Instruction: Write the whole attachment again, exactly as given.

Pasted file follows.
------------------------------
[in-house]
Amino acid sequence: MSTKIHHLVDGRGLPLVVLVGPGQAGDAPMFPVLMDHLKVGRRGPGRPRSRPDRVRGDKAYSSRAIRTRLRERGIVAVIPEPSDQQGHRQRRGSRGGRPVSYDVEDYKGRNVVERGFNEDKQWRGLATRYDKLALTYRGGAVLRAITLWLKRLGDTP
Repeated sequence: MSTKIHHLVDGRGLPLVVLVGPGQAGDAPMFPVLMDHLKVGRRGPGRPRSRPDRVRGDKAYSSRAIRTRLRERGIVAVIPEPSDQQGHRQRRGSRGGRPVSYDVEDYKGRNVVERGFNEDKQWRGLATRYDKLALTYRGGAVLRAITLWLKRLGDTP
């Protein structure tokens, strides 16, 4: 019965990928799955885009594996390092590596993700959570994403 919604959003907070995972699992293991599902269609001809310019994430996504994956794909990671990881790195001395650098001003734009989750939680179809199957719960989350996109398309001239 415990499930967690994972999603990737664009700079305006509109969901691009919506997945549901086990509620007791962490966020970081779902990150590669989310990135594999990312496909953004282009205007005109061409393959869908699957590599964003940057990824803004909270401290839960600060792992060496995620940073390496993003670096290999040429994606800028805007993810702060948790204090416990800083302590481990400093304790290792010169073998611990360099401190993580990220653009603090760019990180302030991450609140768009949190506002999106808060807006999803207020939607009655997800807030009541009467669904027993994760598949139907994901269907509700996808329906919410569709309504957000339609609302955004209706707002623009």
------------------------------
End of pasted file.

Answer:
[in-house]
Amino acid sequence: MSTKIHHLVDGRGLPLVVLVGPGQAGDAPMFPVLMDHLKVGRRGPGRPRSRPDRVRGDKAYSSRAIRTRLRERGIVAVIPEPSDQQGHRQRRGSRGGRPVSYDVEDYKGRNVVERGFNEDKQWRGLATRYDKLALTYRGGAVLRAITLWLKRLGDTP
Repeated sequence: MSTKIHHLVDGRGLPLVVLVGPGQAGDAPMFPVLMDHLKVGRRGPGRPRSRPDRVRGDKAYSSRAIRTRLRERGIVAVIPEPSDQQGHRQRRGSRGGRPVSYDVEDYKGRNVVERGFNEDKQWRGLATRYDKLALTYRGGAVLRAITLWLKRLGDTP
């Protein structure tokens, strides 16, 4: 019965990928799955885009594996390092590596993700959570994403 919604959003907070995972699992293991599902269609001809310019994430996504994956794909990671990881790195001395650098001003734009989750939680179809199957719960989350996109398309001239 415990499930967690994972999603990737664009700079305006509109969901691009919506997945549901086990509620007791962490966020970081779902990150590669989310990135594999990312496909953004282009205007005109061409393959869908699957590599964003940057990824803004909270401290839960600060792992060496995620940073390496993003670096290999040429994606800028805007993810702060948790204090416990800083302590481990400093304790290792010169073998611990360099401190993580990220653009603090760019990180302030991450609140768009949190506002999106808060807006999803207020939607009655997800807030009541009467669904027993994760598949139907994901269907509700996808329906919410569709309504957000339609609302955004209706707002623009």